Euthanasia. Abortion. Infanticide.
Speeches about those topics recently earned top honors for three students from Auburn’s Tyburn Academy of Mary, who were participating in Syracuse Right-To-Life Association’s annual oratorical contest.
In the division for high-school upperclassmen, senior Sarah DiSanto placed first with a speech about euthanasia, while junior Daniel Kane Jr. placed second with a speech about abortion. Sophomore Megan Swartwood took first place in the division for sophomores with a speech about infanticide. Junior Teaghan Campbell also gave a speech about infanticide, and sophomore Andrew Zabriskie gave a speech about abortion.
Tyburn students have been participating in the annual contest for approximately 10 years, according to Barbara Murphy, who teaches a public-speaking class at the Auburn school. Each January Murphy instructs her students to do some research on abortion, euthanasia, embryonic stem-cell research and infanticide. Each student then must choose a topic, put together a five- to seven-minute speech on his or her chosen topic, and present that speech in front of the public-speaking class. Members of the class will grade each other’s speeches on the basis of research, opening and closing statements, diction, physical presentation and interest, Murphy said.
Students are encouraged but not required to enter the oratorical contest, which this year was held March 13 at the Comfort Inn in Syracuse. Sarah said she first participated in the oratorical contest in 2014, when she was a sophomore, and she enjoyed the experience so much she’s entered every year since then.
"After the first year of competition me and my friends just decided that we’d keep going because it was a really great experience, and it was something we were passionate about," remarked Sarah, who gave a speech about abortion at the 2014 contest. "It just really touched my heart to know that so many lives are lost through abortion, and I just wanted to be a part of the pro-life movement and a part of something that could end something so terrible."
In 2015, Sarah chose to speak about infanticide, a topic she found both horrifying and moving.
"It is the murder of a child who has already taken a breath in the world, and it’s when they’re little still. It’s the killing of a baby," Sarah explained. "It really broke my heart. I wanted to make people more aware of it."
This year, Sarah decided to focus her attention on euthanasia and based her speech on the inherent dignity of every human being, regardless of age, health or ability.
"Just because you’re not what society thinks you’re supposed to be doesn’t mean you have any less dignity than anyone else," she remarked.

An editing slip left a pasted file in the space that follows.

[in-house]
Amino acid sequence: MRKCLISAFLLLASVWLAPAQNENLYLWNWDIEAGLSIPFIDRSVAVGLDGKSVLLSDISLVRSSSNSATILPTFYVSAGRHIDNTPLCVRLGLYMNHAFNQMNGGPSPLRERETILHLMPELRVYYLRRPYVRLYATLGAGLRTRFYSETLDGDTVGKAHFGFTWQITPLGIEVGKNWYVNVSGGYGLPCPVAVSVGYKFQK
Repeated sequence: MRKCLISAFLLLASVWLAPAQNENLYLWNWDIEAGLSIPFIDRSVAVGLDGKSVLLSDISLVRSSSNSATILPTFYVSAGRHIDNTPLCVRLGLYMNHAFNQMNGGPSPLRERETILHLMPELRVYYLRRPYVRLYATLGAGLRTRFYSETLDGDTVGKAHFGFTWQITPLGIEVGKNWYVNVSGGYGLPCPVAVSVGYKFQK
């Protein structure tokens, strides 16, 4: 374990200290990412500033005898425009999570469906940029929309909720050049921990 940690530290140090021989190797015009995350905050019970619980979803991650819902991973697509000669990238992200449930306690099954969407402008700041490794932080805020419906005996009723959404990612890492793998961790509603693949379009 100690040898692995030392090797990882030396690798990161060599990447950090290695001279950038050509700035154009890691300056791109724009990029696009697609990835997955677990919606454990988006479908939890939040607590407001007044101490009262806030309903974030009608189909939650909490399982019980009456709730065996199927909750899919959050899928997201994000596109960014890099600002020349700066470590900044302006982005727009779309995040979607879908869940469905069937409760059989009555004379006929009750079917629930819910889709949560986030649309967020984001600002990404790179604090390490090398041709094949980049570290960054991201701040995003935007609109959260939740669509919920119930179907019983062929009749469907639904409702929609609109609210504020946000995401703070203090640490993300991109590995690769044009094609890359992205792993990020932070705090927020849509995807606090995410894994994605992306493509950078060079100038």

Sarah worked hard on her speech and was passionate about the topic, yet said she was surprised to learn the judges had awarded her first place. She will represent the Syracuse region in the state contest, which will be held May 7 at the College of St. Rose in Albany.
"It was great to see that she won. She had a really well-written speech," noted Dan, who earned second place in the Syracuse contest with a score just one point lower than Sarah’s score. Dan also had competed in the 2015 contest, and said that while his speech about euthanasia had been well-written, he had executed it poorly. This year, however, Dan was pleased with the delivery of his speech about abortion.
"This year I hit all the benchmarks I wanted to," Dan said. "I wanted to convey a really clear argument and have something people could walk away with. My three main points this year were how abortion fails to meet natural law, ethical law and constitutional law."
Dan, who said he’s always loved speaking in front of groups, said he thinks its a good idea for all Catholics — not just students — to sit down occasionally and write speeches about their beliefs. Many Catholics struggle to articulate the reasons behind the beliefs or things they know in their hearts to be true, and he enjoys participating in the oratorical contest because it helps him sort out his thoughts on pro-life topics.
"In a competition setting you’re forced to really sit down, read the Bible or read the catechism and say, ‘Why do we believe this?’ You yourself are edified and in some cases you walk away and you help the people who are listening," Dan said.
Sarah said she enjoys preparing speeches because it gives her an opportunity to fine-tune her writing, and she plans to be a writer when she gets older. She believes public-speaking experience can be beneficial to everyone, no matter what career paths they plan to pursue.
"I think it can only benefit you to put yourself out there and get outside your comfort zone and speak about something you’re passionate about," she said.